Port is made by adding wine liquor (aguardiente) to wine to stop the fermenting prematurely, leaving sweeter wine that is still pretty alcoholic. The wine liquor is sometimes called brandy but is very different from commercial brandy. Brandy is simply made by distilling wine
 
2013-12-15 04:59:04 PM
It's called Vegemite.
 
2013-12-15 05:04:41 PM

Phaeon: EbolaNYC: buckler: I could see people sucking this down straight. When brandy was invented, it was to remove the water to make a wine concentrate for more profitable shipping; it was originally intended to be reconstituted into wine at voyage's end, but people liked it so much they just pounded it in concentrate form.

I believe you mean port wine, not brandy.

Port is made by adding wine liquor (aguardiente) to wine to stop the fermenting prematurely, leaving sweeter wine that is still pretty alcoholic. The wine liquor is sometimes called brandy but is very different from commercial brandy. Brandy is simply made by distilling wine


Ahhh, well thanks for the history lesson. A delicious history lesson.
 
2013-12-15 05:08:55 PM
Any Farkers try this stuff yet? I hate carrying half gallons of swill around on hiking trips, and forget bringing a bunch of sixers.

Hesitant to waste 10 bucks plus shipping on a 4 pack of beer powder, I already hate dropping that on Green Flashes IPA and Old Raputin, which at least I know are already world class brews.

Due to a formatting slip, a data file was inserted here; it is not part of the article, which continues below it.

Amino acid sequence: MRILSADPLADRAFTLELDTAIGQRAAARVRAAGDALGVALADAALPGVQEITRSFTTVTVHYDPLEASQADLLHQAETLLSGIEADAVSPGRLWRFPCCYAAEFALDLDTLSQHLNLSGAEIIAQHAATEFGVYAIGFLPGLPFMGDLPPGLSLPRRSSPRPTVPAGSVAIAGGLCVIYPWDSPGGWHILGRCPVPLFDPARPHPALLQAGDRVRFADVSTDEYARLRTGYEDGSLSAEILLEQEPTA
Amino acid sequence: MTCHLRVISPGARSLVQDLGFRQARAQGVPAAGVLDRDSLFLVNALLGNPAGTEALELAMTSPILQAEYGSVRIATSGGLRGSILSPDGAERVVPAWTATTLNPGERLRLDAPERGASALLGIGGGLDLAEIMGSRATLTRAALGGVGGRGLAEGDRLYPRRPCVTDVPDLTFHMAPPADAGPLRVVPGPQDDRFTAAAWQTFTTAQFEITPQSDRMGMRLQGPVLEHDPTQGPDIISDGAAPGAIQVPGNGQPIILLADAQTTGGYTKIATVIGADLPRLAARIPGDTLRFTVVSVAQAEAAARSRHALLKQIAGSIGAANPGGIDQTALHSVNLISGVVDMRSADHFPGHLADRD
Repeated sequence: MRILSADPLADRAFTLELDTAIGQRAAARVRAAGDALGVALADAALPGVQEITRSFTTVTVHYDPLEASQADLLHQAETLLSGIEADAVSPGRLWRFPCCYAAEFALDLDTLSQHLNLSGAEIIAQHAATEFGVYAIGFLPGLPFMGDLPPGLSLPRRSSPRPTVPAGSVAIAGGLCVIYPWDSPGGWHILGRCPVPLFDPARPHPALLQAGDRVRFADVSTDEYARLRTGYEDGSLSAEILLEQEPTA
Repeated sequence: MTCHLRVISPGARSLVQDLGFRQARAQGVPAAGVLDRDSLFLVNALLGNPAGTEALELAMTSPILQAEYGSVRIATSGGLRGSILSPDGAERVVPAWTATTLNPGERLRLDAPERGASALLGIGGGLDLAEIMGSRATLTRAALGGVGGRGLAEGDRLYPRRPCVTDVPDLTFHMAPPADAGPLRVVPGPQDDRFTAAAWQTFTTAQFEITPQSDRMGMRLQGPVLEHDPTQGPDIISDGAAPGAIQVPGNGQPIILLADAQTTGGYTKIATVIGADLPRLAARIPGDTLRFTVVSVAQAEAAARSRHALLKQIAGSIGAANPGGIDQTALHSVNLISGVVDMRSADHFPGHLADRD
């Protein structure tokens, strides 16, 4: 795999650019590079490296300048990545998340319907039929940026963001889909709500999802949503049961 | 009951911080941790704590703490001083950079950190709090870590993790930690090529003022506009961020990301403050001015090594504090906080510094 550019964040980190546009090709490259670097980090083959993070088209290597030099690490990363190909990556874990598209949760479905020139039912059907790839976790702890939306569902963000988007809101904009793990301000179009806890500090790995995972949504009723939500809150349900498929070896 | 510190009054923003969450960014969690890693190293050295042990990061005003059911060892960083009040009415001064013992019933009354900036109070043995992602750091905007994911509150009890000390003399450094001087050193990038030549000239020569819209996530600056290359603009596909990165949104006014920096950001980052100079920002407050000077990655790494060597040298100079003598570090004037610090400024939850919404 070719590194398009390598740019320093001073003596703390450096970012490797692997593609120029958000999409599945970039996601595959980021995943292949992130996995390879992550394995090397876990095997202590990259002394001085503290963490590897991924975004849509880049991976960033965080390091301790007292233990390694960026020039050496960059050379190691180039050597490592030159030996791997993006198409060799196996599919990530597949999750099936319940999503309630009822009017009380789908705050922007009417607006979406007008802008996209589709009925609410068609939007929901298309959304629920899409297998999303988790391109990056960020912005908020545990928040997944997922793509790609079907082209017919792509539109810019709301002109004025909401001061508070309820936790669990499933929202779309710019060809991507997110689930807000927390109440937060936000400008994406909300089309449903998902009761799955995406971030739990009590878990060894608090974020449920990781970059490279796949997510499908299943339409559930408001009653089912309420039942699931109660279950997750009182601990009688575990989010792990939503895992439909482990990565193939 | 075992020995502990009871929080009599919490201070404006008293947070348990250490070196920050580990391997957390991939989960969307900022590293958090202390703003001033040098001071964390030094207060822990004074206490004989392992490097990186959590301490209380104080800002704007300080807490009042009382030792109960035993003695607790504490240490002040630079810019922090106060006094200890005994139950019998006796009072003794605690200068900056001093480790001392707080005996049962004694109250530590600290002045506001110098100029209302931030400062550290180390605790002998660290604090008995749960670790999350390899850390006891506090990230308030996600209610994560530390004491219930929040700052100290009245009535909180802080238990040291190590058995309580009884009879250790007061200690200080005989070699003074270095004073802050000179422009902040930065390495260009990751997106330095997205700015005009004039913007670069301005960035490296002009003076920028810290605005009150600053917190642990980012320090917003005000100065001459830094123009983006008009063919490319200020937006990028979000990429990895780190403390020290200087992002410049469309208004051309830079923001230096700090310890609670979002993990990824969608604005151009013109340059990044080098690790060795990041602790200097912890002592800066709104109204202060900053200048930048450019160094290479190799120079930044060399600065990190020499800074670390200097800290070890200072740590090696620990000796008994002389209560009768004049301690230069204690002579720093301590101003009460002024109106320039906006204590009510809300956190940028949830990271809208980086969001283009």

2013-12-15 06:00:16 PM
Not contradictory at all -- during Prohibition, bakers and (former) beer-producers sold DIY home brew kits. Well, really more like malt syrups and extracts with a pretty explicit list of things to  not mix it with and in what order, and do afterwards, since that would make beer and that would be illegal.
 
2013-12-15 06:36:52 PM
It's called Guinness.

/My fellow stout-drinking friends call taking a piss "making Budweiser".
 
2013-12-15 06:53:11 PM
Old news is old--Miller made a concentrated beer almost 30 years ago.  It never made it out of the testing stage due to the lawyers warning about the potential lawsuits of people slamming the stuff without diluting it properly.

/I know, a lot changes in 30 years with people's expectations, etc.
 
2013-12-15 07:02:57 PM

Benevolent Misanthrope: Jim_Callahan: I kinda wish they'd listed a patent application number or something I could look up to see what they're actually doing.